HCL Technologies collaborates Microsoft to introduce quantum computing to clients
Homegrown information technology (IT) facilities firm, HCL Technologies, on Monday, announced an agreement with Microsoft’s quantum cloud computing service, Azure Quantum. By using Microsoft's platform as the technological stack, HCLTech will provide its clients with cloud-based quantum computing services. The services will be provided by HCLTech's Q-Labs, one of Microsoft's partners that has previously offered Azure Quantum credits.
Through this partnership, HCLTech’s Q-Labs will create on-cloud examples of quantum technologies and will showcase proof of concept (PoC) business use cases to the company’s clients. Linda Lauw, senior director at Microsoft’s Azure Quantum Planning and Partnerships, said that an early phase of Microsoft and HCLTech Q-Lab’s partnership has seen “impressive engagement" from “introducing enterprises to quantum computing foundations and applicatioins explorable right not through PoC pilots."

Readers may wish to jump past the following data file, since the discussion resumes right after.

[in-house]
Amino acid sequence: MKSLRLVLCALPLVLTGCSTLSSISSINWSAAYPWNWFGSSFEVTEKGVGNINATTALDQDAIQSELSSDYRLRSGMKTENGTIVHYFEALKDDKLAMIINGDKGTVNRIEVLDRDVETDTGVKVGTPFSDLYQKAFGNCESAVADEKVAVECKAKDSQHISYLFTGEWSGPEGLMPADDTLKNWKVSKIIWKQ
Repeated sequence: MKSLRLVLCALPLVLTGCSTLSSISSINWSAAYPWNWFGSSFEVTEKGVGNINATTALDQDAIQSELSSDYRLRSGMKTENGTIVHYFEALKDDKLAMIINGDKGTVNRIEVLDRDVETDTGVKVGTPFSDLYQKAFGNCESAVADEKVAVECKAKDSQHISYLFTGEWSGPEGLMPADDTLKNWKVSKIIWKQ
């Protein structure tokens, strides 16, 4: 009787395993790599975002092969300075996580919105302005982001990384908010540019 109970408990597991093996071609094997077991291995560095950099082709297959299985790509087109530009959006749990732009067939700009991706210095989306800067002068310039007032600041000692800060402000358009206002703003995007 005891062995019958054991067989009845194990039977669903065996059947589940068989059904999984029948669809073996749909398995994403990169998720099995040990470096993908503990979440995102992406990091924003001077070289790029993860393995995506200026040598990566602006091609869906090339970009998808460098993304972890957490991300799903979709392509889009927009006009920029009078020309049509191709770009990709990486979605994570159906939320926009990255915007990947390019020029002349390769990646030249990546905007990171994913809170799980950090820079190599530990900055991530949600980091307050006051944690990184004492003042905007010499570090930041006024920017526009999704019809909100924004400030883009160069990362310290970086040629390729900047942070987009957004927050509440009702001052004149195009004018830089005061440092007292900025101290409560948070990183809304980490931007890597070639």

HCLTech’s Q-Labs also incubates early-stage research programs that seek to develop industrial quantum computing applications, the company said in a statement. Under its partnership with Microsoft, Q-Lab will offer the quantum computing cloud service to “close to 1,000 employees around the world", in order to develop such use cases.
Microsoft’s Azure Quantum, along with Google’s quantum computing service ‘Cirq’ and IBM’s Quantum, are among the most prominent cloud-based services that offer businesses access to quantum hardware over the cloud. Each of these companies are making gradual progresses towards bringing quantum computing services to the commercial fold.
In September last year, IBM Quantum announced a partnership with the Indian Institute of Technology (IIT) Madras, offering the latter’s students access to its quantum hardware in order to help develop algorithms, applications and skillsets among engineers.
On February 22, Google chief Sundar Pichai said that a team of researchers at the company succeeded in developing ‘logical qubits’ — larger fundamental building blocks of quantum computing — and using the same to reduce computational errors made by quantum computers. The latter require a specific set of conditions in order for its fundamental computing factor, qubits, to operate at their quantum state. By grouping together 47 qubits into a larger single entity, the researchers claimed to have made quantum calculations more reliable, thus taking a step towards making quantum computers commercially viable.
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